I have before written a similar article on this subject called Do You Control Your Mind Or Does It Control You?

In this post I am focusing on Step 1 in the four steps: Change Position

In this step your job is to distance yourself from your thoughts. However ‘real’ they might seem negative thoughts do not in fact belong to you. They have their origin somewhere else – in the conscious mind – ‘Headmind’ – in fact. And Headmind is stuffed full of ideas it has adopted fron other, mostly, dysfunctional, people as well as from mistakes it makes about everyday life and past experiences which it refuses to relearn.

I covered most of these mistakes in my previous article in this series: How to Stop Worrying. But the basic mistake Headmind makes when faced with any challenging situation is to replay old, unhelpful, stories from the past which give you the idea that you are a complete mess. These ‘Headmind tapes’ are like a record stuck on the groove that tell you over and over again that you are facing disaster.

The Change Position step encourages you to see that the tapes are coming from IT rather from you. YOU are not your MIND. Instead, YOU are a sentient, living, emotional person grounded in the moment who needs have no fear of what your mind is trying to do to you.

To make this step work you first need to identify the content of the Headmind tape and I refer you to the previous article in this series in order to get some more help on this. Once you have identified some destructive thinking patterns you are in a good position to identify the tape contents.

These ‘tapes’ are repetitive, conscious, or semi-conscious, ideas which trigger anxiety. You will know they are running because you will suddenly notice that you are getting uptight, frightened, obsessed, panicky or worried. Your job now is to analyse the tape.

This may take some practice and the fourth step, which relates to practising Awareness, is crucial here. I will elaborate more on that step when I get to it but here is a previous article on the subject here. Be aware that these ‘ideas’ may not be thoughts as such. Instead they might take the form of images or self-dialogue which you hadn’t realised (until you practised Awareness) were there at all.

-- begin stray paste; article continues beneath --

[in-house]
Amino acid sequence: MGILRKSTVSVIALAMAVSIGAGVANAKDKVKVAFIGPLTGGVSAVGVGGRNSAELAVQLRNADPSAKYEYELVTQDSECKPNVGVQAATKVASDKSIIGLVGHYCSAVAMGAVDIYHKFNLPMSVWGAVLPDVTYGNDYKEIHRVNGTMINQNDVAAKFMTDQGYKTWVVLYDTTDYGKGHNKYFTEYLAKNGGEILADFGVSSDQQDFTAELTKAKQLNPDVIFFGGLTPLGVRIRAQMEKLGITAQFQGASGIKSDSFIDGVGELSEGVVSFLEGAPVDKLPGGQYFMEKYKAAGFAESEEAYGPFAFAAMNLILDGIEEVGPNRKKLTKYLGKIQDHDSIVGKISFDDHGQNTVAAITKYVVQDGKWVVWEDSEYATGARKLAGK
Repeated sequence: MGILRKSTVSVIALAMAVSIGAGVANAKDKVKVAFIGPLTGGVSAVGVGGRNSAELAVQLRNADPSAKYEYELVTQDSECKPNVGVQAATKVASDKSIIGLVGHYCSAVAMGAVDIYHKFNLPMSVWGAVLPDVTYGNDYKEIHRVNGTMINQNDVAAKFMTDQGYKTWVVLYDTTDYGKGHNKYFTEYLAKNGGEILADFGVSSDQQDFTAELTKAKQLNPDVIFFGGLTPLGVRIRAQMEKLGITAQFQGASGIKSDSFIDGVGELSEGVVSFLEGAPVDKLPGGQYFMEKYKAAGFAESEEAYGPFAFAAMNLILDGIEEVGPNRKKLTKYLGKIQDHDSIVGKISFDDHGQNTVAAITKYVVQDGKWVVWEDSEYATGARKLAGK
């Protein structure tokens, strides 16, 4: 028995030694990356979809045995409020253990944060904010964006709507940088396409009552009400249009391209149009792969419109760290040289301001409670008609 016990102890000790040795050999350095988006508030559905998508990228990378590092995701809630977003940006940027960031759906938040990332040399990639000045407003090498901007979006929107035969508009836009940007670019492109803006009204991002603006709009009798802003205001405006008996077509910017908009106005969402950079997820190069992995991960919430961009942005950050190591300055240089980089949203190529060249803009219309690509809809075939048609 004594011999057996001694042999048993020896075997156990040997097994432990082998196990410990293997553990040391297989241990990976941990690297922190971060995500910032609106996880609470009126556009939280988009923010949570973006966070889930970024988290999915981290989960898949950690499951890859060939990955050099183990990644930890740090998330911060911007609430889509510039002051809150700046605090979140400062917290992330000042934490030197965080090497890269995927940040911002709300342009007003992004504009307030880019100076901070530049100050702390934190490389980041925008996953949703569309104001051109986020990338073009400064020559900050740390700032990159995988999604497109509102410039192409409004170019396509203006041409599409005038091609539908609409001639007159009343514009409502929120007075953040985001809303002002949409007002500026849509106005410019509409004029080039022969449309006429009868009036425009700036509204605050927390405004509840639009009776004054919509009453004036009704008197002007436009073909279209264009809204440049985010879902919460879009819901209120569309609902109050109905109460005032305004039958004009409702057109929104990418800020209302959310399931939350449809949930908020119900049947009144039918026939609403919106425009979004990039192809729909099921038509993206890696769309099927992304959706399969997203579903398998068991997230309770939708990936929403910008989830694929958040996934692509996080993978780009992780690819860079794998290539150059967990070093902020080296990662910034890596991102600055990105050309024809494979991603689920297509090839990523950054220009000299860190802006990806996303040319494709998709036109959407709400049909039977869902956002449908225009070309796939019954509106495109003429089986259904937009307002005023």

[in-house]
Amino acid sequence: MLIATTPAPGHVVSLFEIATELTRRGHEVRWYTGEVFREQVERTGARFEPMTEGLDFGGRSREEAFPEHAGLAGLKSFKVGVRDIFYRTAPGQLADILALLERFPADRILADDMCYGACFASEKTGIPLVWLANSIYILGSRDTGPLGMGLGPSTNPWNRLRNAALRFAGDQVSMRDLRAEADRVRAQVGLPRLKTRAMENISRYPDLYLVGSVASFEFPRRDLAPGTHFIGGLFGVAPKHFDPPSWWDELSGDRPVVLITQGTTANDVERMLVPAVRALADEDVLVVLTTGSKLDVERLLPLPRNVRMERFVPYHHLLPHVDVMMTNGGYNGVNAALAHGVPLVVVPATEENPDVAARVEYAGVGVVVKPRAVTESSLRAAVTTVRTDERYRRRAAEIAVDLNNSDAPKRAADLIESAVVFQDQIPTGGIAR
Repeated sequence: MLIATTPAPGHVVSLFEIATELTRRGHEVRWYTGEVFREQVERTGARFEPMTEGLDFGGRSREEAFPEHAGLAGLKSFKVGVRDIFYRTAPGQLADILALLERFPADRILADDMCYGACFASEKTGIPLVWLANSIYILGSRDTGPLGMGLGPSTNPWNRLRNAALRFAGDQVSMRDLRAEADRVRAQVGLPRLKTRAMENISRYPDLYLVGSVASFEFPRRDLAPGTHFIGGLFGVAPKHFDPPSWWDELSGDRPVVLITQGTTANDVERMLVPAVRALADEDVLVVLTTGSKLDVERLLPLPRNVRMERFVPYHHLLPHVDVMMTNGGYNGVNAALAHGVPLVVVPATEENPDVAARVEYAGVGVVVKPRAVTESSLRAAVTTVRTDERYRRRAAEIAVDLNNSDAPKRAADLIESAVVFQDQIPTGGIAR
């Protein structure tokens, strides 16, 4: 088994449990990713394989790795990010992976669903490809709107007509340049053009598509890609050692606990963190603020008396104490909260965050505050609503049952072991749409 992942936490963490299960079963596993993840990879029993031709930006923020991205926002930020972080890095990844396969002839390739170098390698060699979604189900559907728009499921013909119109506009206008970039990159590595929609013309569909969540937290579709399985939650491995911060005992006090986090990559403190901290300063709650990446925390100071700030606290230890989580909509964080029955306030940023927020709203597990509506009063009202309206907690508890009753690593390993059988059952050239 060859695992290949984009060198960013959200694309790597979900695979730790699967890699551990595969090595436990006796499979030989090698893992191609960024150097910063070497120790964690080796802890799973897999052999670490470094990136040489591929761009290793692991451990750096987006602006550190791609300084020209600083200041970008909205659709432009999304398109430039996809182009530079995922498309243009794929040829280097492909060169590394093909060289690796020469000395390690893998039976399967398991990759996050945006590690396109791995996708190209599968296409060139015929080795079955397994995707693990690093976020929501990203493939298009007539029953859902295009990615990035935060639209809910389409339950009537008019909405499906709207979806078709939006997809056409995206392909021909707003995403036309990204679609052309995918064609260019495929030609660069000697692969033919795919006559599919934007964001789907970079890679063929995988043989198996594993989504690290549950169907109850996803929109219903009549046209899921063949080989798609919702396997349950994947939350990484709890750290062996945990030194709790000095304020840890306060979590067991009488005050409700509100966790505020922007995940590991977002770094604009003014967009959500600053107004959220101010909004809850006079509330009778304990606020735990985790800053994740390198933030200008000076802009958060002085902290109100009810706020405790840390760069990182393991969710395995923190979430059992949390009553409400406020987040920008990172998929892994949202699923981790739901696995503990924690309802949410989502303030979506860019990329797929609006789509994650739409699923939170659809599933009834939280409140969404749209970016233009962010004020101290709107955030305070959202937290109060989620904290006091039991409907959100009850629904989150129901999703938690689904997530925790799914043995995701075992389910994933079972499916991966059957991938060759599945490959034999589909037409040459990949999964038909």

Some common ‘tapes’ include:

  1. An image of something terrible happening to you
  2. The thought that you cannot bear what is ‘about’ to happen
  3. The idea that you are going to ‘pay’ for past mistakes
  4. Self-talk that you are useless, worthless or otherwise fucked-up
  5. Flash-backs to past traumas
  6. Injunctions to ‘get it right or else…’

Once you have identified the crap that Headmind is relaying on to you the next step is simple. And that is change position; to distance yourself from it, treating as something alien to you. A good way to do that is to engage in some self-dialogue:

  1. The Chatterbox is working overtime today…
  2. Those stupid tapes are playing up…
  3. The Control freak is off on one…
  4. There it goes again…

This step is immediately followed by the next step: Change Attitude, which is closely linked. More on that in the next article.